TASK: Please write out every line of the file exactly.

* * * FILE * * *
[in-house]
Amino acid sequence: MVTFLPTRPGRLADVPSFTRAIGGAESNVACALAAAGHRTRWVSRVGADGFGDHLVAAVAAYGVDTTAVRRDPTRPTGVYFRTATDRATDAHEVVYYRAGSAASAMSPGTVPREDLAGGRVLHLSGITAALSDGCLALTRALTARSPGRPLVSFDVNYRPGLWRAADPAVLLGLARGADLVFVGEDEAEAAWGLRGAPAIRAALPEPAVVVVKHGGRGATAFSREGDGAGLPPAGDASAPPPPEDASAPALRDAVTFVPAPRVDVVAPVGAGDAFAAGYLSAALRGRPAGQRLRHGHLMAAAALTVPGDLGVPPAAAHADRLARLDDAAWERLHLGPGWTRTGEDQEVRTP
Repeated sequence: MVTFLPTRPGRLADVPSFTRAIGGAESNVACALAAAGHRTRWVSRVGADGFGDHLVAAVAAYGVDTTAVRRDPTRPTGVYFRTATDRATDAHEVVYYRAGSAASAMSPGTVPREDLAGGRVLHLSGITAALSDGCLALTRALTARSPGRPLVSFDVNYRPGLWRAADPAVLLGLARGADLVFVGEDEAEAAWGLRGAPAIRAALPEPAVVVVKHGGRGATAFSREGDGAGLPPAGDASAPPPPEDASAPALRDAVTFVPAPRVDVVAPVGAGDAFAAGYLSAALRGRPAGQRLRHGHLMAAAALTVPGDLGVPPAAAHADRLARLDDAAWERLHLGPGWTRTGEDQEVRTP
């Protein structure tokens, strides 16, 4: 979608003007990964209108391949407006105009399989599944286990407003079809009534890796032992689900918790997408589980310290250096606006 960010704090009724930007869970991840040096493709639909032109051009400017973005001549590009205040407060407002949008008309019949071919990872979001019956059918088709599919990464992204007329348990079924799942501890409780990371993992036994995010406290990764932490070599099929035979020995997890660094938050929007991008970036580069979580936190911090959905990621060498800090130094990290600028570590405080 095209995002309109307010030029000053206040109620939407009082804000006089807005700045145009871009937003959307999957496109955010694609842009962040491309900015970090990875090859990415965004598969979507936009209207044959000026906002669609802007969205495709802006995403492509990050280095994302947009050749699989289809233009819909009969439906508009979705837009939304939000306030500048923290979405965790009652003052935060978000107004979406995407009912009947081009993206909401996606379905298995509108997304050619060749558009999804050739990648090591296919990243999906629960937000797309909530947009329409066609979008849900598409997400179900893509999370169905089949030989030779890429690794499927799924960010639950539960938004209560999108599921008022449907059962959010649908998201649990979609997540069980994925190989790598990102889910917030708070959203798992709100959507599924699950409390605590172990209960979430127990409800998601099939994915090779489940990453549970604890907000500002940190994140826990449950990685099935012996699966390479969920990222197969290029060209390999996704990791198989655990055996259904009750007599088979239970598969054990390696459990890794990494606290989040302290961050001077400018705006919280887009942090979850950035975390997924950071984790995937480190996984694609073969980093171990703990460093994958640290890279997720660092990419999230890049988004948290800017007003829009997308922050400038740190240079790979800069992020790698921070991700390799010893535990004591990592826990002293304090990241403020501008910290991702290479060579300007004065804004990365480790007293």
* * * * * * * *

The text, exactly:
[in-house]
Amino acid sequence: MVTFLPTRPGRLADVPSFTRAIGGAESNVACALAAAGHRTRWVSRVGADGFGDHLVAAVAAYGVDTTAVRRDPTRPTGVYFRTATDRATDAHEVVYYRAGSAASAMSPGTVPREDLAGGRVLHLSGITAALSDGCLALTRALTARSPGRPLVSFDVNYRPGLWRAADPAVLLGLARGADLVFVGEDEAEAAWGLRGAPAIRAALPEPAVVVVKHGGRGATAFSREGDGAGLPPAGDASAPPPPEDASAPALRDAVTFVPAPRVDVVAPVGAGDAFAAGYLSAALRGRPAGQRLRHGHLMAAAALTVPGDLGVPPAAAHADRLARLDDAAWERLHLGPGWTRTGEDQEVRTP
Repeated sequence: MVTFLPTRPGRLADVPSFTRAIGGAESNVACALAAAGHRTRWVSRVGADGFGDHLVAAVAAYGVDTTAVRRDPTRPTGVYFRTATDRATDAHEVVYYRAGSAASAMSPGTVPREDLAGGRVLHLSGITAALSDGCLALTRALTARSPGRPLVSFDVNYRPGLWRAADPAVLLGLARGADLVFVGEDEAEAAWGLRGAPAIRAALPEPAVVVVKHGGRGATAFSREGDGAGLPPAGDASAPPPPEDASAPALRDAVTFVPAPRVDVVAPVGAGDAFAAGYLSAALRGRPAGQRLRHGHLMAAAALTVPGDLGVPPAAAHADRLARLDDAAWERLHLGPGWTRTGEDQEVRTP
């Protein structure tokens, strides 16, 4: 979608003007990964209108391949407006105009399989599944286990407003079809009534890796032992689900918790997408589980310290250096606006 960010704090009724930007869970991840040096493709639909032109051009400017973005001549590009205040407060407002949008008309019949071919990872979001019956059918088709599919990464992204007329348990079924799942501890409780990371993992036994995010406290990764932490070599099929035979020995997890660094938050929007991008970036580069979580936190911090959905990621060498800090130094990290600028570590405080 095209995002309109307010030029000053206040109620939407009082804000006089807005700045145009871009937003959307999957496109955010694609842009962040491309900015970090990875090859990415965004598969979507936009209207044959000026906002669609802007969205495709802006995403492509990050280095994302947009050749699989289809233009819909009969439906508009979705837009939304939000306030500048923290979405965790009652003052935060978000107004979406995407009912009947081009993206909401996606379905298995509108997304050619060749558009999804050739990648090591296919990243999906629960937000797309909530947009329409066609979008849900598409997400179900893509999370169905089949030989030779890429690794499927799924960010639950539960938004209560999108599921008022449907059962959010649908998201649990979609997540069980994925190989790598990102889910917030708070959203798992709100959507599924699950409390605590172990209960979430127990409800998601099939994915090779489940990453549970604890907000500002940190994140826990449950990685099935012996699966390479969920990222197969290029060209390999996704990791198989655990055996259904009750007599088979239970598969054990390696459990890794990494606290989040302290961050001077400018705006919280887009942090979850950035975390997924950071984790995937480190996984694609073969980093171990703990460093994958640290890279997720660092990419999230890049988004948290800017007003829009997308922050400038740190240079790979800069992020790698921070991700390799010893535990004591990592826990002293304090990241403020501008910290991702290479060579300007004065804004990365480790007293």